Teen drivers have a higher rate of fatal crashes than any other age group. That’s mainly because they’re less experienced and lack the attitudes and behaviors that come with experience.

Specific risk factors that teens and parents should be aware of include:

One in three teens who text say they have done so while driving. And although teens aren’t the only ones to drive distracted, their inexperience makes them more susceptible to the dangers.

Teen drivers – who don’t have much experience on the road – are easily distracted by other teens in the car, who might not appreciate just how distracting their behavior can be. And teens who drive with passengers are more likely to engage in risky behaviors. A National Highway Traffic Safety Administration (NHTSA) study found that teen drivers were 2.5 times more likely to engage in at least one risky behavior when driving with a teen passenger, compared to when driving alone. If the number of passengers increases, so does the likelihood of the driver taking risks.

In 2016, almost one in five teen drivers involved in fatal crashes had been drinking. Even while sober, teens are already more likely to take risks and lack the judgment and experience of an older driver. Add alcohol or drugs into the mix and the risks are amplified.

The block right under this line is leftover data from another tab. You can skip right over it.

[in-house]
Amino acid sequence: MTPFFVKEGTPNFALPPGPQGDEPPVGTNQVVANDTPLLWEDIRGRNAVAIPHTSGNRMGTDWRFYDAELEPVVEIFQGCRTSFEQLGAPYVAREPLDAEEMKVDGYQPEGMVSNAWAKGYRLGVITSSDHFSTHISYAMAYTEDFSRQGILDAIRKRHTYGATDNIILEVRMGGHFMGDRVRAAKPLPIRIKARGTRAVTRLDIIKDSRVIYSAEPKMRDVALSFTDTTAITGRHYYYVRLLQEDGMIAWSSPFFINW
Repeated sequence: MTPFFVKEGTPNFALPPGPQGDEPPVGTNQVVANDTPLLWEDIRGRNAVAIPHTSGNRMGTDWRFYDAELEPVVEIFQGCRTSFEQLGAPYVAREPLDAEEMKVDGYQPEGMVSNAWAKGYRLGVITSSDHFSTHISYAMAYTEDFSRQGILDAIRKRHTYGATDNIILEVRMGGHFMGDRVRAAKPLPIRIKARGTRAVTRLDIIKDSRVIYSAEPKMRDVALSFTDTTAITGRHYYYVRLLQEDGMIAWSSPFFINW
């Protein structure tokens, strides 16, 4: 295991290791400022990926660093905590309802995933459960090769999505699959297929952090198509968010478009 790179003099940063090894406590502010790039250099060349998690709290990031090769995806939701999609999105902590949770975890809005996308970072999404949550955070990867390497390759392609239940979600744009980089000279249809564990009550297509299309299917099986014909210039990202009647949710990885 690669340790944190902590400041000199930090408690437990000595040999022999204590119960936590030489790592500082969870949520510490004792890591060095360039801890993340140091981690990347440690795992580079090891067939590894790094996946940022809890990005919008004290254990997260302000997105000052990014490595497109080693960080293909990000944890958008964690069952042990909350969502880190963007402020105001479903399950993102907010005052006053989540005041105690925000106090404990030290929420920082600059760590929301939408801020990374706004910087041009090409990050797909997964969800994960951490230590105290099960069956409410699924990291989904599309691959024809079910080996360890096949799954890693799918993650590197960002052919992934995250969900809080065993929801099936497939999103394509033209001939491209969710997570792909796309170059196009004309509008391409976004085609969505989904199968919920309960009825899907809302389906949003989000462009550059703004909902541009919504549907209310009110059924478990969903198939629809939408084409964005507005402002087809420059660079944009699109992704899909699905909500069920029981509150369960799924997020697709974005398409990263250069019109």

Compared with other age groups, teens have the lowest rate of seatbelt use. While wearing one won’t prevent your teen from crashing, it could save their life if they do crash.

Teenage drivers are more likely than older drivers to speed and leave an unsafe following distance. This means they have less chance to react in an emergency situation and a smaller “escape space” if things go wrong.

Teens are busy people; whether they are studying, socializing, working or using technology. This combination of activities can impact on their sleep habits which, in turn, can lead to driving while tired. In 2016, drivers aged 15-18 accounted for almost one in 10 fatal drowsy driving crashes.

What can teen drivers do?
There’s lots teen drivers can do to help keep themselves safe on the roads. Start by reading our Driver Code of Conduct and making a Pledge to drive safely.

The DriversEd.com website includes advice for teens learning to drive as well as a blog with articles on topics such as How to Select the Best Car for Teen Drivers.

What can parents do?
Parents play an important role in keeping their teenage drivers safe behind the wheel. Download eDriving’s FREE Smart Driving Guide to refresh your skills on techniques that will keep you safe behind the wheel and ensure you’re setting the best example to your teen.

As a family, consider taking eDriving’s two-hour One More Second® Defensive Driving Course to prepare everyone in your family for the surprises that driving can bring. It’s ideal for parents who are teaching their teens to drive and for reminding all drivers of the correct behaviors needed to stay safe on the road.